Look at Stocks’ Future Prospects, Not Their Past Performance

Tuesday, September 29, 2009

SunriseWe’re in an interesting place in the stock market. The economy seems to be improving with economists thinking we are leaving the recession behind. The stock market has risen 50% off its March bottom as pessimism waned and corporate earnings came in better than expected. But many investors are not biting and continue to sell their stock mutual funds. There is a general concern that the stock market has risen too much and too fast. However, now is a great time to consider stock investing, and here’s why…

The stock market was at an abnormal low in March because of the combination of terrible economic numbers, great uncertainty about the financial markets and high pessimism about the future. Then, as those declines moderated and corporate earnings began to stabilize, the stock market rebounded. The size of the rise reflected both those improvements and the depth to which the market had sunk.

Importantly, the stock market is not now being buoyed by robust economic growth or optimism about the future. Rather, it is in a readjustment period. Such a time has uncertainties and gyrations, so it does not breed excess bullishness. At 9,789, the DJIA is still well below its peak close of 14,165 reached almost two years ago on October 9, 2007.

But there is cause for us to think about being bullish:

First, the stock market and stock indexes are healthier. The old saw, “It’s not a stock market; it’s a market of stocks” is alive and well. And that market of stocks has gone through a natural evolutionary process that occurs during any shakeout. Weak companies disappear or shrink to a fraction of their previous value in the market. The creators of the indexes (like Dow Jones and Standard & Poor’s) capture these changes by replacing the losers in order to keep their indexes more relevant. For example, here are the DJIA changes made since last September:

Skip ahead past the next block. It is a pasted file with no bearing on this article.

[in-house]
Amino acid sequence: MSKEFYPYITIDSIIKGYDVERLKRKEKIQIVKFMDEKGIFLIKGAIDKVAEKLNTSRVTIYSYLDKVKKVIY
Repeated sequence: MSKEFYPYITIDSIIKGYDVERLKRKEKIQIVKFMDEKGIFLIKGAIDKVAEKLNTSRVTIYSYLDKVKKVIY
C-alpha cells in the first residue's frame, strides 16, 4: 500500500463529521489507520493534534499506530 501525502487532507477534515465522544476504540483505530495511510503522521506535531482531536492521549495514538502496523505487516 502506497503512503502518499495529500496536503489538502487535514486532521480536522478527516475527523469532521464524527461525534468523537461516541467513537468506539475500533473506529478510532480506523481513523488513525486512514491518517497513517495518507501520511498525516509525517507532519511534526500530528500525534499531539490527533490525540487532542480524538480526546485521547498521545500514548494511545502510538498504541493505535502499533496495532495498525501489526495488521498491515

Out: AIG, GM and Citigroup
In: Kraft Foods, The Travelers Companies and Cisco Systems

Second, companies are getting healthier, with financial strength and earnings improving. Third quarter earnings reports are about to be reported, and they are expected to be good. More importantly, investor focus is shifting to 2010’s growth forecasts.

Third, valuations remain conservative, The median price/earnings (P/E) ratio for the 30 DJIA stocks is only 14 times 2010 estimates. This is an especially low valuation in a time of low interest rates and recovering earnings. Also, analysts are not in an optimistic state of mind, so forecasts don’t have heady expectations. In the more normal times during much of this decade, the DJIA often traded at a P/E of 20 or higher.

So, ignore the stock market’s gains from March. Get ahead of other investors by focusing on company fundamentals and prospects now.

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